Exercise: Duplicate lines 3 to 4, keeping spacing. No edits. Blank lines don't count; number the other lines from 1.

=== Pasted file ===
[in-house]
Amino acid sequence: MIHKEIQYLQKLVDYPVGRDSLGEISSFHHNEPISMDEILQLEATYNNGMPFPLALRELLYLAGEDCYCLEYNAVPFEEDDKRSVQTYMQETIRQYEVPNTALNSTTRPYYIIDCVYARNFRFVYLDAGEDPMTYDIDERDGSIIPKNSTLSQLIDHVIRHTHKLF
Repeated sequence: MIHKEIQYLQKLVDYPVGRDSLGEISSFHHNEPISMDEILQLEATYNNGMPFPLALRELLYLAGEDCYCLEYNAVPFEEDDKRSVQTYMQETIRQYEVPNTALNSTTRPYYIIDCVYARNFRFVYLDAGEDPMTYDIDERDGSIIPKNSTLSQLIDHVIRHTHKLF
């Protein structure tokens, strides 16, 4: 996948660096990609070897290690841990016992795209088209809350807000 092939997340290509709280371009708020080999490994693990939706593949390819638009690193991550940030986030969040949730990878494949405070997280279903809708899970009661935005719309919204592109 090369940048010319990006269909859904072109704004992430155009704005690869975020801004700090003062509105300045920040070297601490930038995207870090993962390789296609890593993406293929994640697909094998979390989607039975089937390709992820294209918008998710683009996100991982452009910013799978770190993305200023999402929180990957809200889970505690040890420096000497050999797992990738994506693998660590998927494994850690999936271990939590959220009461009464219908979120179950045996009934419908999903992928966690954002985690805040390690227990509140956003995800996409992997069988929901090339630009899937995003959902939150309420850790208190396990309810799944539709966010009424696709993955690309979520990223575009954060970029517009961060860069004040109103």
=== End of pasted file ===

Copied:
Repeated sequence: MIHKEIQYLQKLVDYPVGRDSLGEISSFHHNEPISMDEILQLEATYNNGMPFPLALRELLYLAGEDCYCLEYNAVPFEEDDKRSVQTYMQETIRQYEVPNTALNSTTRPYYIIDCVYARNFRFVYLDAGEDPMTYDIDERDGSIIPKNSTLSQLIDHVIRHTHKLF
């Protein structure tokens, strides 16, 4: 996948660096990609070897290690841990016992795209088209809350807000 092939997340290509709280371009708020080999490994693990939706593949390819638009690193991550940030986030969040949730990878494949405070997280279903809708899970009661935005719309919204592109 090369940048010319990006269909859904072109704004992430155009704005690869975020801004700090003062509105300045920040070297601490930038995207870090993962390789296609890593993406293929994640697909094998979390989607039975089937390709992820294209918008998710683009996100991982452009910013799978770190993305200023999402929180990957809200889970505690040890420096000497050999797992990738994506693998660590998927494994850690999936271990939590959220009461009464219908979120179950045996009934419908999903992928966690954002985690805040390690227990509140956003995800996409992997069988929901090339630009899937995003959902939150309420850790208190396990309810799944539709966010009424696709993955690309979520990223575009954060970029517009961060860069004040109103």